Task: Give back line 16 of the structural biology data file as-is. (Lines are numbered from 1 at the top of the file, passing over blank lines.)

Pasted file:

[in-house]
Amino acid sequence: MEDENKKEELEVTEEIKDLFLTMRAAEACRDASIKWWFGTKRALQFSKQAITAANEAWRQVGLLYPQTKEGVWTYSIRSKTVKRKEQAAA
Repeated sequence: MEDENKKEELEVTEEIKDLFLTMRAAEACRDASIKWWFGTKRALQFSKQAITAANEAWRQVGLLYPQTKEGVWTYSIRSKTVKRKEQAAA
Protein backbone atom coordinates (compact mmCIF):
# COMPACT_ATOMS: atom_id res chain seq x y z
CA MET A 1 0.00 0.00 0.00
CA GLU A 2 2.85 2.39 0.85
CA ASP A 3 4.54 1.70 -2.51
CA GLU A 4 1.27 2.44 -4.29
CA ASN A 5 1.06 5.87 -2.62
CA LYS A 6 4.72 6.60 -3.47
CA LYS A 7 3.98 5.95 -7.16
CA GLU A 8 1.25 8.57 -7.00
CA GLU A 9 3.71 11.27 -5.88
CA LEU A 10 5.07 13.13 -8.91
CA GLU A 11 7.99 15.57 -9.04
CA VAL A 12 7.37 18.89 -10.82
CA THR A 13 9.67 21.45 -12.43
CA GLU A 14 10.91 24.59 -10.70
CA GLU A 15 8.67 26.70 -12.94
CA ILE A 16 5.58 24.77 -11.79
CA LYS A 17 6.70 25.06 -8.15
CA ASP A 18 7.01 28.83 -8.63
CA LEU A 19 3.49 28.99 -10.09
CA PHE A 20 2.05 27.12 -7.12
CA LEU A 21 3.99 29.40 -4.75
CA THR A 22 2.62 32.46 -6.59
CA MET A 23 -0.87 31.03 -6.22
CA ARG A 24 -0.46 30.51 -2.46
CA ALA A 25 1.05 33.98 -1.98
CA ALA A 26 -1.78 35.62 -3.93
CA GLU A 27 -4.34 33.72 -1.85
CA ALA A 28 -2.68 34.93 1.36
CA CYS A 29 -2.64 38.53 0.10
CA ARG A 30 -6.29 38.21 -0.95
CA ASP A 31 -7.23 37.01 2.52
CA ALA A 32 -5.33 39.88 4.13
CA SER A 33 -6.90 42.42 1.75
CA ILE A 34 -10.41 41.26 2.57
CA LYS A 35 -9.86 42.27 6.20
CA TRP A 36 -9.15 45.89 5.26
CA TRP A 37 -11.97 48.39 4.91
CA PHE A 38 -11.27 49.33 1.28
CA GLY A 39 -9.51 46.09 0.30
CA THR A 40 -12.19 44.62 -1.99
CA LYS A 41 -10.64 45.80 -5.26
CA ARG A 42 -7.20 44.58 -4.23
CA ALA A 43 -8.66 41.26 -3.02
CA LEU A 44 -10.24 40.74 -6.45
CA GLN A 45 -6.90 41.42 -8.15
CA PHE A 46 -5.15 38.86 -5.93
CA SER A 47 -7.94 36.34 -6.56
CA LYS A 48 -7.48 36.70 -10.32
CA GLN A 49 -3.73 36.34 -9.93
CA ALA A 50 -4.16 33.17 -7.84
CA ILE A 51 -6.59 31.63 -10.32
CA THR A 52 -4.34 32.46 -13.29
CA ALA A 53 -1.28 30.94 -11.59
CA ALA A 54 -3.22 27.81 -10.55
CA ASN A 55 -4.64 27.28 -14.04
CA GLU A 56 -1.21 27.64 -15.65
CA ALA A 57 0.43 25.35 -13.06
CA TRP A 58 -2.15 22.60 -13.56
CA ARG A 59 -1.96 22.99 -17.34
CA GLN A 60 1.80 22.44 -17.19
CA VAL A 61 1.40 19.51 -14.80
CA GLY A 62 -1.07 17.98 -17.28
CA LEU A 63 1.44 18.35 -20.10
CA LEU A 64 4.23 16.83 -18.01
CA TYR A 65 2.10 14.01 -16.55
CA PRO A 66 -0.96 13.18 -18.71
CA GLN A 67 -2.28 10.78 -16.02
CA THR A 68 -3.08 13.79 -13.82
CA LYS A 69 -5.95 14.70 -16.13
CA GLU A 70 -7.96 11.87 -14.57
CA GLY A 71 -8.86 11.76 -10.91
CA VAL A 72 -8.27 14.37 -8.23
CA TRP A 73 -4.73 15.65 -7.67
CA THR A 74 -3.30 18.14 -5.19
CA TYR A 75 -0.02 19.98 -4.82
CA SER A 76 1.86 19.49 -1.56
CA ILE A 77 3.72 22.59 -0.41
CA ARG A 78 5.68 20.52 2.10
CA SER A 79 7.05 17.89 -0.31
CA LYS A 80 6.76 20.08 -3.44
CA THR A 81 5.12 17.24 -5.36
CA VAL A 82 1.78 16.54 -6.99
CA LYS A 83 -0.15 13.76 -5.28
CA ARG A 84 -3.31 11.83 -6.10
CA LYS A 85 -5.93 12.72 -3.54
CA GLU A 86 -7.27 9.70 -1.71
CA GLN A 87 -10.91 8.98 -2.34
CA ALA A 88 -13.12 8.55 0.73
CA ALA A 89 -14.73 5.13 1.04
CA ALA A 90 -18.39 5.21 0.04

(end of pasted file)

CA GLU A 11 7.99 15.57 -9.04